One of the effects of the migratory crisis and the recent spate of terrorist attacks has been the partial temporary reintroduction of border controls in some EU Member States, prompting memories of times when crossing borders to work, make a delivery, or for a holiday, was less straightforward. As European territorial cooperation is one of the main priorities of EU cohesion policy, Members will debate a report on the use of Interreg programmes to tackle the negative effects of the current crisis in border areas. Calling for the Commission and the Member States to boost the profile of, and the budget for, European territorial cooperation within cohesion policy post-2020, questions nevertheless remain as to whether this will be sufficient to allow the Interreg programme to respond flexibly to new priorities.

Remaining then on the subject of migration, while the Vice-President of the Commission/High Representative of the Union for Foreign Affairs and Security Policy will make a statement on the UN High-level Summit on Addressing Large Movements of Refugees and Migrants on Tuesday, Wednesday afternoon sees the Parliament return to the subject of the continuing migration crisis. Members will debate the first-reading compromise negotiated with the Council on proposals for a more efficient and harmonised travel document for migrants who remain in a country illegally, often discarding their identification papers to avoid return to a non-EU country. It is widely considered that effective return of third-country nationals will help to discourage irregular migrants from travelling to Europe. However, whilst readmission of nationals is an obligation under international customary law with which all states are required to comply, the current European travel document used is criticised by third countries for its vulnerability to fraud and abuse, thus holding up the return of migrants to their country of origin.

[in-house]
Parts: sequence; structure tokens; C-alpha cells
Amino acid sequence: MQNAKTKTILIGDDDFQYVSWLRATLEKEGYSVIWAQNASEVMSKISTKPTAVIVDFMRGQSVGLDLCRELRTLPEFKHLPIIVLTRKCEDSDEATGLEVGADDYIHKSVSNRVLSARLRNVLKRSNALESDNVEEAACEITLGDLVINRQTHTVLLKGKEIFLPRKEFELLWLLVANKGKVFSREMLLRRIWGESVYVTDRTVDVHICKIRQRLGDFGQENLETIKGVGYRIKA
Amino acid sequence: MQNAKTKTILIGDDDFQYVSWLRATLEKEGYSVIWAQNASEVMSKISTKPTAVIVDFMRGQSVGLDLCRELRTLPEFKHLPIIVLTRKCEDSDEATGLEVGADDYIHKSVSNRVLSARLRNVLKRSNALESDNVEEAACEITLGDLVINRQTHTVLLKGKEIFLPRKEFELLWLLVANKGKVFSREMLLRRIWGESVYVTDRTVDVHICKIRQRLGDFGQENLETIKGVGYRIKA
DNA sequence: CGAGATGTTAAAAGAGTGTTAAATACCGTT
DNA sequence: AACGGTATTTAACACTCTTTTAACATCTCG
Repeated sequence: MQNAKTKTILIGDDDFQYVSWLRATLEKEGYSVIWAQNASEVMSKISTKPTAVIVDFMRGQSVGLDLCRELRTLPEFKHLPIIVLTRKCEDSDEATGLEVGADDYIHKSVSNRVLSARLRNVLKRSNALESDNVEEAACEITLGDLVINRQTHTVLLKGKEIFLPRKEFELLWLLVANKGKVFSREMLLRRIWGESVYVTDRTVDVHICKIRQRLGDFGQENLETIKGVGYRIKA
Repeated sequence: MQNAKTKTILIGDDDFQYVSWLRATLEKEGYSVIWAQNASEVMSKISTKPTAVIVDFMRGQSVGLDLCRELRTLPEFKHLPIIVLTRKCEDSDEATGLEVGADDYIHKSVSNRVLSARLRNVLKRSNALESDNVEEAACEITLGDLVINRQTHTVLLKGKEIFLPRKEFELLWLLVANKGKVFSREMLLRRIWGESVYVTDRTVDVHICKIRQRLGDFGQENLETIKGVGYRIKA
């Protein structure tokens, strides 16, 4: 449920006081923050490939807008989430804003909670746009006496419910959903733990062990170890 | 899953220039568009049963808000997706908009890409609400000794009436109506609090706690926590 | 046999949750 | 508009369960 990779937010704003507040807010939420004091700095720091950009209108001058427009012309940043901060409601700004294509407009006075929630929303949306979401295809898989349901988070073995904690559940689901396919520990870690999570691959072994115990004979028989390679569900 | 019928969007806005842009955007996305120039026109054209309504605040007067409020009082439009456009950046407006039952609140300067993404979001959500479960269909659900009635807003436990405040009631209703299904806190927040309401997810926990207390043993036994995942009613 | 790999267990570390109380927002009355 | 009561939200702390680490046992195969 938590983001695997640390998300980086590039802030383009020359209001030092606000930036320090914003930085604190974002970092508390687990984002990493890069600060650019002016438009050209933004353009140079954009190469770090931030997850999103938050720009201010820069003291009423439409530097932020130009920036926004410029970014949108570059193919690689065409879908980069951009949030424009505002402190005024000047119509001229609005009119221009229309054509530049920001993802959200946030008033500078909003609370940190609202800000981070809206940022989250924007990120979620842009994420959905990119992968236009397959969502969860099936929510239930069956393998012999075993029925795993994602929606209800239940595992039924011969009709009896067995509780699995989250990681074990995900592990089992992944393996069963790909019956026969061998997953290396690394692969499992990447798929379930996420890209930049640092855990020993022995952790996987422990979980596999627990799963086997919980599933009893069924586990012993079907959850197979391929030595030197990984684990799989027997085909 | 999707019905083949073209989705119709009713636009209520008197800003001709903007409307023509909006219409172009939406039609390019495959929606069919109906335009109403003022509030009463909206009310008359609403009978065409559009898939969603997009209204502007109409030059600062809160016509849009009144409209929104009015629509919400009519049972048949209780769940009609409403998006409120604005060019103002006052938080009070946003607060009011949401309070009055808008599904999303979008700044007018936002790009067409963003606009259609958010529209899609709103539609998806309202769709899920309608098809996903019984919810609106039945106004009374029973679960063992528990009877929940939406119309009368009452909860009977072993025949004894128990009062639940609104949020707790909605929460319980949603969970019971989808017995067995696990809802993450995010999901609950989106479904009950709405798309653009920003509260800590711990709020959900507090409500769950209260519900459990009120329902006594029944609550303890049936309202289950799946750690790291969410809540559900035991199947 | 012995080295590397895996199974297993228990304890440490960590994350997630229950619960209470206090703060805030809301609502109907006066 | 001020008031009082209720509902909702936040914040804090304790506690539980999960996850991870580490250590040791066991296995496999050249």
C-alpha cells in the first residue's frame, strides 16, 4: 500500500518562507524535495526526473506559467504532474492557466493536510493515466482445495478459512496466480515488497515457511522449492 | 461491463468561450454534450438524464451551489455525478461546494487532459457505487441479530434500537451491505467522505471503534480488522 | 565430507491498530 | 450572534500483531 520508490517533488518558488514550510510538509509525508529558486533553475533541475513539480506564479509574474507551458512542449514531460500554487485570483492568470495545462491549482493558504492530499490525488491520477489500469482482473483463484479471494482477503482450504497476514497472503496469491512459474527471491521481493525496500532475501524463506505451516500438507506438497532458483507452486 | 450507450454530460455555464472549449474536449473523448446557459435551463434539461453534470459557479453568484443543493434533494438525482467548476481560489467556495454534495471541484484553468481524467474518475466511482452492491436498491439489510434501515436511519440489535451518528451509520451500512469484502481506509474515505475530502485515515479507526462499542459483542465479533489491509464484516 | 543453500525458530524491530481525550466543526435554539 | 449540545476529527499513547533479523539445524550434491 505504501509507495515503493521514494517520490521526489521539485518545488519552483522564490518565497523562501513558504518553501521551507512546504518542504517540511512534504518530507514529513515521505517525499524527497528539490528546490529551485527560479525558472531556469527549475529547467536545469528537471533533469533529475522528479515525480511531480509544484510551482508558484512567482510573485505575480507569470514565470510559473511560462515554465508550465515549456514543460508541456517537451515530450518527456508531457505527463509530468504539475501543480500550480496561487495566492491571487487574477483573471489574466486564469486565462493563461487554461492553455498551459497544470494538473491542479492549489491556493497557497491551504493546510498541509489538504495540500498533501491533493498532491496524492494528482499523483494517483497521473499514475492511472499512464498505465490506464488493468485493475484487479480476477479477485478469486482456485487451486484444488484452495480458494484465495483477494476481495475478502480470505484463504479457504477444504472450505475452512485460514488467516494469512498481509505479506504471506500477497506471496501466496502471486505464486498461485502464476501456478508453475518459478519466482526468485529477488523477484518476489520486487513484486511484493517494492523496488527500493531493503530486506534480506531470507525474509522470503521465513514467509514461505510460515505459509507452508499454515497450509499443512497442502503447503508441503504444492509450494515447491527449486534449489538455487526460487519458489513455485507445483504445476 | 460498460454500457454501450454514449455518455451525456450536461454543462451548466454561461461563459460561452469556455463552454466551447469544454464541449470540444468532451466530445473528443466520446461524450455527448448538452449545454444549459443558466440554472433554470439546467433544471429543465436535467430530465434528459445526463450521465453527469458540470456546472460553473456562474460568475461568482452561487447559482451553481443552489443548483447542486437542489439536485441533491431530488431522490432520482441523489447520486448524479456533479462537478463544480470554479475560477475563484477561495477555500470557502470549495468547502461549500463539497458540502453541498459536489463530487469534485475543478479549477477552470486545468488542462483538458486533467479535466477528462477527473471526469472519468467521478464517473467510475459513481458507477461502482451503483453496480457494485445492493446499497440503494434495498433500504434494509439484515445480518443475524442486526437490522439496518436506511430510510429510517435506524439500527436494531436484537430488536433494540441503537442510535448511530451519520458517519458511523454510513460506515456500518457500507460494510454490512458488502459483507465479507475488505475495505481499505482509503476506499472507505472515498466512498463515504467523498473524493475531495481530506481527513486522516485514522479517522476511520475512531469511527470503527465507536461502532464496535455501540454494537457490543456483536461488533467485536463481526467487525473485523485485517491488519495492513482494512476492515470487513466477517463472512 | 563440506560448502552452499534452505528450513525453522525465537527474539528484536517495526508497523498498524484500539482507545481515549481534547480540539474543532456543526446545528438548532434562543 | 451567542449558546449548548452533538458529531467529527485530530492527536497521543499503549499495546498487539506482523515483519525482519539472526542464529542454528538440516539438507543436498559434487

Listen to podcast: European travel document for illegally staying migrants [Plenary podcast]